Effective Mentoring Practices for Entrepreneurship Education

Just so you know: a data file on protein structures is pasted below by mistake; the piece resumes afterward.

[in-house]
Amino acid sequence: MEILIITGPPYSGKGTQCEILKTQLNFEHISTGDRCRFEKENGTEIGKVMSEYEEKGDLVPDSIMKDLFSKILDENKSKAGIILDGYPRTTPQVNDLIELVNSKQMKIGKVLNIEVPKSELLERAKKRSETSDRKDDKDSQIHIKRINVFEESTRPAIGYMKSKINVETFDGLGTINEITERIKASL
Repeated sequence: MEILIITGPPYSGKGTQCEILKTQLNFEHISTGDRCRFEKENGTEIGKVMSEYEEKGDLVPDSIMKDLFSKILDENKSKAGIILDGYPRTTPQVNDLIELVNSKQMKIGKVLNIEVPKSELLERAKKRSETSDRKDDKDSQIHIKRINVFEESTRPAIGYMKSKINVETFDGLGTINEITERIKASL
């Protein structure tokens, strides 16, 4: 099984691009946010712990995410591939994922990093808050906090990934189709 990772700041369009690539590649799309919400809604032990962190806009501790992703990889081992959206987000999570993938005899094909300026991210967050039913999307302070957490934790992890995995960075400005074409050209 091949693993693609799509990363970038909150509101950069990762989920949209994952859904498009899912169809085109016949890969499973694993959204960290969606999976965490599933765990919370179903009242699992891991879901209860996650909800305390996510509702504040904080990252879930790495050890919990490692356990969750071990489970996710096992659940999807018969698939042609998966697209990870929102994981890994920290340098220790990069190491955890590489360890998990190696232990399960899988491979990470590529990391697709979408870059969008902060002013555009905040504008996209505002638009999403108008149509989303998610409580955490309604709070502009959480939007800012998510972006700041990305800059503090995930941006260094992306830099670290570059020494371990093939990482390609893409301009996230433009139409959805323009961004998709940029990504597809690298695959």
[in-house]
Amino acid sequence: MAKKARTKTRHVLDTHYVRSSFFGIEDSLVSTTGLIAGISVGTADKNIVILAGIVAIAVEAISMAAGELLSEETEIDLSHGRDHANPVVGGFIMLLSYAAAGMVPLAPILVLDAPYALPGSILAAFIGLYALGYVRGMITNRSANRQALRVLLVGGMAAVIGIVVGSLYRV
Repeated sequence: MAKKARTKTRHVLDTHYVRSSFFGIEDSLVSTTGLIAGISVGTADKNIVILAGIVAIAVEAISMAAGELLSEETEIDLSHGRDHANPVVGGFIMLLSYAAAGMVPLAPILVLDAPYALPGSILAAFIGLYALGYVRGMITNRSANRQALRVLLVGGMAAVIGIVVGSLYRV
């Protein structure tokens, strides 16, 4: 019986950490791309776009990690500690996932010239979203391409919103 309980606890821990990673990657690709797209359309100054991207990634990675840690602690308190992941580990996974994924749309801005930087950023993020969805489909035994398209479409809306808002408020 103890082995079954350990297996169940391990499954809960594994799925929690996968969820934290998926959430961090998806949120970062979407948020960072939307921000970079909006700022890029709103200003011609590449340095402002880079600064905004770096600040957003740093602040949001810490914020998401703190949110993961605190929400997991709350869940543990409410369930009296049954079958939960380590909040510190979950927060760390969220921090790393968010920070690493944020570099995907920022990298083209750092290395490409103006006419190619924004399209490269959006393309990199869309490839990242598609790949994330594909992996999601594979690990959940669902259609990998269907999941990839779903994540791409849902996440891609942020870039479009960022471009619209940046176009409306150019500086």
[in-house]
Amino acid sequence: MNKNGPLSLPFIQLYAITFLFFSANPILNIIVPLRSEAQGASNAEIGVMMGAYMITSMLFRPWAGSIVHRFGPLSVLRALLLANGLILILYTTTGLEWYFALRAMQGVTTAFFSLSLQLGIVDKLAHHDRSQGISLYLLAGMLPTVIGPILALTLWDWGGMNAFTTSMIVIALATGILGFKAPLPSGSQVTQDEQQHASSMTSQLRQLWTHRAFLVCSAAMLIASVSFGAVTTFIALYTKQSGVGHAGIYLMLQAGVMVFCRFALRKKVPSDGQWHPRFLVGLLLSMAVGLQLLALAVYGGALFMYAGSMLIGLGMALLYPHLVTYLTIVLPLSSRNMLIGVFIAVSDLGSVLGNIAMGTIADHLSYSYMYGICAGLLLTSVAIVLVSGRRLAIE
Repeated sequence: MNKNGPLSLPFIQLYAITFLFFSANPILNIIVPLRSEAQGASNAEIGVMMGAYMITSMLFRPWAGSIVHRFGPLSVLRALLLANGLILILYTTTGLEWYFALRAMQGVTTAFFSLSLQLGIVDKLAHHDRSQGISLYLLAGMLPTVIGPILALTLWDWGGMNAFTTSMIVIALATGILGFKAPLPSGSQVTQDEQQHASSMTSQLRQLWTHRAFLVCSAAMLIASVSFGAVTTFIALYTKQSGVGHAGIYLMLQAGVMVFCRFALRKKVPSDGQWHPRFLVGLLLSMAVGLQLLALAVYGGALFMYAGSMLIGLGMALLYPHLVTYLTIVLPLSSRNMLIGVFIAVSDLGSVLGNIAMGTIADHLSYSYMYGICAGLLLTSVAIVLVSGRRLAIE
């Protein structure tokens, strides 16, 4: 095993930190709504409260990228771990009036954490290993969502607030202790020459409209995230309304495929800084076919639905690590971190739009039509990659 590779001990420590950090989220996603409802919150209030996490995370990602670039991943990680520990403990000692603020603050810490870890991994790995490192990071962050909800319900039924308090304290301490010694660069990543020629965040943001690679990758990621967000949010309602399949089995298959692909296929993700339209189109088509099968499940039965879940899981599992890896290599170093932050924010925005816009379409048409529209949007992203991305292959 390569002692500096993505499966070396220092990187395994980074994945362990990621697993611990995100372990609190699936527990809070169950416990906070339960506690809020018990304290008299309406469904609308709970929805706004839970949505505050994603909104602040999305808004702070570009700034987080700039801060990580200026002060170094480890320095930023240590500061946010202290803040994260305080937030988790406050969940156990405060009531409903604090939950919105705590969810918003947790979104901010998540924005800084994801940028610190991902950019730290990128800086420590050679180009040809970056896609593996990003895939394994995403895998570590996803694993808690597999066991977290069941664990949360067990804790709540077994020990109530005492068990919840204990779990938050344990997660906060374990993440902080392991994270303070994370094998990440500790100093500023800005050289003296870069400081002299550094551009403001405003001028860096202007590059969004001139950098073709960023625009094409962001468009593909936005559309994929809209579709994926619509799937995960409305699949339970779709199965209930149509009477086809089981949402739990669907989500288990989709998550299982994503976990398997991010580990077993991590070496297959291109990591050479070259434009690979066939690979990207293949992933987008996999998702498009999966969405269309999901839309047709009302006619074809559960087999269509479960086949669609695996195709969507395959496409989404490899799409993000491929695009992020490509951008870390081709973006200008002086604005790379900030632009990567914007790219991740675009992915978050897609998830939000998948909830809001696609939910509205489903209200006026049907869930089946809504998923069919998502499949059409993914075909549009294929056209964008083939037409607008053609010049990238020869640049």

Mentoring student teams is critical to entrepreneurship education, but the nature of that mentoring is often poorly defined, with little robust understanding of effective practices. To bridge the gap, this study presents a qualitative study of mentoring practices in an entrepreneurship startup class supported by a grant from NCIIA. By combining classroom observations with semi-structured interviews from mentors and students, the data provide a complete view of mentoring behaviors and their salience within an entrepreneurship learning environment. Two frameworks guided data collection: problem-based learning and mentoring in capstone design courses. Interviews with mentors showed that coaching and protection were critical for developing and maintaining productive relationships, while students highlighted the perceived value of building rapport with their mentors. Observational data served to confirm and triangulate the findings from the interviews. The results of this study describe effective mentoring practices and explore how students value and respond to those practices.